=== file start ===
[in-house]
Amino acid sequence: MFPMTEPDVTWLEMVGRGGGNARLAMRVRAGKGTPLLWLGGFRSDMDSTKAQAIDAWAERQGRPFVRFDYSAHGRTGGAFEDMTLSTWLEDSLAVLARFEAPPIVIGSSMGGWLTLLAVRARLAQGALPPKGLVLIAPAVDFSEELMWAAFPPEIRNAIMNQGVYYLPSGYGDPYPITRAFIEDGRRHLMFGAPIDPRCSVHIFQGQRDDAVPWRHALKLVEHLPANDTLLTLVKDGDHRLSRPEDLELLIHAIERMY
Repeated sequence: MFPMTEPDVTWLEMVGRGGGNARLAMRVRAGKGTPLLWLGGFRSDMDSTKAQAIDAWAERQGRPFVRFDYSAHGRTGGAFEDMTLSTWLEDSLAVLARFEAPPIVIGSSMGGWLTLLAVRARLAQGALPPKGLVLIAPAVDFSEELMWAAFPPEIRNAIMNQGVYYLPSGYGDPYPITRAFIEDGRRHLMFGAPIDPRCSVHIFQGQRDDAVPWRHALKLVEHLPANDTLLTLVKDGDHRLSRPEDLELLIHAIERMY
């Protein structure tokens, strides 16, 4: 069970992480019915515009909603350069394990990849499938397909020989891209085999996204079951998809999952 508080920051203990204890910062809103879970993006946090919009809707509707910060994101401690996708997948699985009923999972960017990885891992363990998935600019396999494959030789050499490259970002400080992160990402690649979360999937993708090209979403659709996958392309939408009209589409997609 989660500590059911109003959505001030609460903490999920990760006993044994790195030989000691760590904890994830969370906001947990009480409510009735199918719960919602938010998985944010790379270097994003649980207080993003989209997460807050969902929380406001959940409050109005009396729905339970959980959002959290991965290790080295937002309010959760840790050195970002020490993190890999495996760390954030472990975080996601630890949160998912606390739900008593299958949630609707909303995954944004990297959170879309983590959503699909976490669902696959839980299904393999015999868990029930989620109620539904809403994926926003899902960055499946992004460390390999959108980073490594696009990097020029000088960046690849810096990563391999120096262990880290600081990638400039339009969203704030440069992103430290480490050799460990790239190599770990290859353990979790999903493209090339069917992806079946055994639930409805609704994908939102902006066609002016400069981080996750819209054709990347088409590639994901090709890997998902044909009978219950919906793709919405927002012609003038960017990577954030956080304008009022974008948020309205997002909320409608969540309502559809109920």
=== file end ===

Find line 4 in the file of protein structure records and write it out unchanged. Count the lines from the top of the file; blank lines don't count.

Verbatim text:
């Protein structure tokens, strides 16, 4: 069970992480019915515009909603350069394990990849499938397909020989891209085999996204079951998809999952 508080920051203990204890910062809103879970993006946090919009809707509707910060994101401690996708997948699985009923999972960017990885891992363990998935600019396999494959030789050499490259970002400080992160990402690649979360999937993708090209979403659709996958392309939408009209589409997609 989660500590059911109003959505001030609460903490999920990760006993044994790195030989000691760590904890994830969370906001947990009480409510009735199918719960919602938010998985944010790379270097994003649980207080993003989209997460807050969902929380406001959940409050109005009396729905339970959980959002959290991965290790080295937002309010959760840790050195970002020490993190890999495996760390954030472990975080996601630890949160998912606390739900008593299958949630609707909303995954944004990297959170879309983590959503699909976490669902696959839980299904393999015999868990029930989620109620539904809403994926926003899902960055499946992004460390390999959108980073490594696009990097020029000088960046690849810096990563391999120096262990880290600081990638400039339009969203704030440069992103430290480490050799460990790239190599770990290859353990979790999903493209090339069917992806079946055994639930409805609704994908939102902006066609002016400069981080996750819209054709990347088409590639994901090709890997998902044909009978219950919906793709919405927002012609003038960017990577954030956080304008009022974008948020309205997002909320409608969540309502559809109920």